BENFORD'S LAW AND CORPORATE EMBEZZLEMENT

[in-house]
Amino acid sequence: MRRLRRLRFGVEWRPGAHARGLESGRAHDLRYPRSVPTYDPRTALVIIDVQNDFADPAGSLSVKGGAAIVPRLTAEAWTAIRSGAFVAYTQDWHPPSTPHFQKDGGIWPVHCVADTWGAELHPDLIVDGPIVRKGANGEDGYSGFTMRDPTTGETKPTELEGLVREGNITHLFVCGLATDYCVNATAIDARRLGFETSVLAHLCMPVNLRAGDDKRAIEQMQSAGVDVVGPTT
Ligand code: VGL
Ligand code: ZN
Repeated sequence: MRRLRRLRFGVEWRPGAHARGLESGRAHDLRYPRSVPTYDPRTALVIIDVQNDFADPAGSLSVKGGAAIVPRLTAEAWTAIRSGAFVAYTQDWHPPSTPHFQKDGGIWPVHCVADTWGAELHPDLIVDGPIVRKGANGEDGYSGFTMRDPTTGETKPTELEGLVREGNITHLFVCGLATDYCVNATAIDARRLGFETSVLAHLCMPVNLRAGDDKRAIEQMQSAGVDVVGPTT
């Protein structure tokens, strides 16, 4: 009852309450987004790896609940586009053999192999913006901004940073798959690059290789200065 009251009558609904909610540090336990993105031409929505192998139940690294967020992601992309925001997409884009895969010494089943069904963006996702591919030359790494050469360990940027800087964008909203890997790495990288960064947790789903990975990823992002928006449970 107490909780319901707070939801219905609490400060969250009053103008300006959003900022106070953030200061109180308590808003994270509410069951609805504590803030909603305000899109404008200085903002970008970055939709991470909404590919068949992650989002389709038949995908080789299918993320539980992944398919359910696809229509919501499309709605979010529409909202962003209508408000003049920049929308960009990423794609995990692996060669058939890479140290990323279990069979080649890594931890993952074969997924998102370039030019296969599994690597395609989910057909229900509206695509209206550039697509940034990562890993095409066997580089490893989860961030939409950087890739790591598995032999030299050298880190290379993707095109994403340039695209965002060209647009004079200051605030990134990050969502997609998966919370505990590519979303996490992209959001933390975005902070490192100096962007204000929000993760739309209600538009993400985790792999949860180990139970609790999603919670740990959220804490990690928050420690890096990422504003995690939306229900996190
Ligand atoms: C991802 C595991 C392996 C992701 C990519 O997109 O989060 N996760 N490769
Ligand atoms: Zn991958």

I have always loved numbers, mathematics and Gaming Theory. So I thought I would connect my love for numbersto a growing and serious problem, “Corporate Embezzlement”. Growing, like all crime due to the high unemployment and businesses cutting back on salaries, bonuses and other incentives. Serious, because it cuts deep into the corporate bottom line, usually goes on for a long time undetected and is typically committed by employees that are extremely intelligent and know just how to disguise their theft as a normal course of asset handling. Or do they?That’s where Benford's Law comes in to play. Never heard of it? Simply put, it states that in lists of numbers from many sources of real life data, the first digit of the list“1” occurs more frequently than “2” and so forth with the digit “9” only having a 5% probability of occurring as the first digit in the list of numbers. Without going in to all the logarithmic calculations, the fun part for me ( I know, I am not normal), it is possible to use this counter-intuitive law to look at data which may reveal possible corporate fraud. “Counter-intuitive” is the key to the possible detection of fraudulent activity. People who make up numbers tend to distribute their digits fairly uniformly and are even more so inclined when they are trying to avoid detection. A simple comparison of the first digit frequency as applied to Benford’s Law will show up any anomalous results warranting a closer examination. By trying t disguise their deception by making things look more random, they are actually doing the opposite.As recent as 2009, Benford's Lawwas used as evidence of fraud in the Iranian elections.To be fair, the discovery of this fact goes back to 1881 when astronomer Simon Newcomb noticed that the earlier pages in logarithm books, which started with “1” were more worn then the other pages. It wasn’t until 1938 that this was rediscovered and published by physicist Frank Benford.

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